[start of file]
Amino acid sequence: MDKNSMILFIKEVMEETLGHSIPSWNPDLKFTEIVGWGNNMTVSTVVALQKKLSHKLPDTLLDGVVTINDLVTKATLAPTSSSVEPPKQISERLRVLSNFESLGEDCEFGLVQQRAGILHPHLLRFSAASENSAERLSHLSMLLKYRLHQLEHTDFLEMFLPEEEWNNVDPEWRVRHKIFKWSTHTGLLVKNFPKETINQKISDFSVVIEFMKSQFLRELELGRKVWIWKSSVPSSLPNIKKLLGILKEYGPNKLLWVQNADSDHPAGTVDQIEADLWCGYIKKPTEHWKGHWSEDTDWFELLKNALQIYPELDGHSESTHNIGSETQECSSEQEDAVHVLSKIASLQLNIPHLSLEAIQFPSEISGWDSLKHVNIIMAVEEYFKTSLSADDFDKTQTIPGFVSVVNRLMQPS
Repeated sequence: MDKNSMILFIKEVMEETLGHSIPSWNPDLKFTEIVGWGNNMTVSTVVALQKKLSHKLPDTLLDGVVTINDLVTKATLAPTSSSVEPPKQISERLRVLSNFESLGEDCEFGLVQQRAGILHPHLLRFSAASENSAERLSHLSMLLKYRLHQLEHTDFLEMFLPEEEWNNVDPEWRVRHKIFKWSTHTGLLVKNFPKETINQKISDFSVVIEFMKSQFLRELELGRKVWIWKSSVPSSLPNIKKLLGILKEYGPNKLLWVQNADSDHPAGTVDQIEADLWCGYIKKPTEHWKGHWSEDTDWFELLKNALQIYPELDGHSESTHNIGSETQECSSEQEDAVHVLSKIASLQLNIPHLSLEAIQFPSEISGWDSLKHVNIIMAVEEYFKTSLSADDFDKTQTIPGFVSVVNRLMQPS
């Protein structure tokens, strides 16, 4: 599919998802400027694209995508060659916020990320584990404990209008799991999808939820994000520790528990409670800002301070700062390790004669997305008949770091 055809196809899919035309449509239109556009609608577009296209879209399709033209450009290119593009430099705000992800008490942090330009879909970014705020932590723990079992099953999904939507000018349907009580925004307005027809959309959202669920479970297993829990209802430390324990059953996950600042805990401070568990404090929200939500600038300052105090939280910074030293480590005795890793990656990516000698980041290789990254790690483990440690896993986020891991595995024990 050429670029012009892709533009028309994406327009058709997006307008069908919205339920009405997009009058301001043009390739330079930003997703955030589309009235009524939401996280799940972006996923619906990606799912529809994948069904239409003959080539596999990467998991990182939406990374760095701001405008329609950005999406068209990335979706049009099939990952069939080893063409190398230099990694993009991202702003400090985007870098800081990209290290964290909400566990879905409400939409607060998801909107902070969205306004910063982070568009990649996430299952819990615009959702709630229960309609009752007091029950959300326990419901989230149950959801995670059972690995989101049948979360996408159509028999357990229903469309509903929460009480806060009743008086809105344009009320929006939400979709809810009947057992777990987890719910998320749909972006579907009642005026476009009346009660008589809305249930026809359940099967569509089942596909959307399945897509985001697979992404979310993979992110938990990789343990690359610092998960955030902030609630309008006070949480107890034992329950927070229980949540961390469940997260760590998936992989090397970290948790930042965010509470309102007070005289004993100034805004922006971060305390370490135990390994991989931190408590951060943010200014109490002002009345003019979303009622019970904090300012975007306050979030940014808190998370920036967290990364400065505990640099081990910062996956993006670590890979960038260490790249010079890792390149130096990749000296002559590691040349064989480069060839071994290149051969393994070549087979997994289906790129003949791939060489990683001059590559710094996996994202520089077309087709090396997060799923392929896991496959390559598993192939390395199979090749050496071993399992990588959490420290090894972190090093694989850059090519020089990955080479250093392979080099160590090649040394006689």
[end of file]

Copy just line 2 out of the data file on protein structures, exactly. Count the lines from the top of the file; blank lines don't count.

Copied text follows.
Repeated sequence: MDKNSMILFIKEVMEETLGHSIPSWNPDLKFTEIVGWGNNMTVSTVVALQKKLSHKLPDTLLDGVVTINDLVTKATLAPTSSSVEPPKQISERLRVLSNFESLGEDCEFGLVQQRAGILHPHLLRFSAASENSAERLSHLSMLLKYRLHQLEHTDFLEMFLPEEEWNNVDPEWRVRHKIFKWSTHTGLLVKNFPKETINQKISDFSVVIEFMKSQFLRELELGRKVWIWKSSVPSSLPNIKKLLGILKEYGPNKLLWVQNADSDHPAGTVDQIEADLWCGYIKKPTEHWKGHWSEDTDWFELLKNALQIYPELDGHSESTHNIGSETQECSSEQEDAVHVLSKIASLQLNIPHLSLEAIQFPSEISGWDSLKHVNIIMAVEEYFKTSLSADDFDKTQTIPGFVSVVNRLMQPS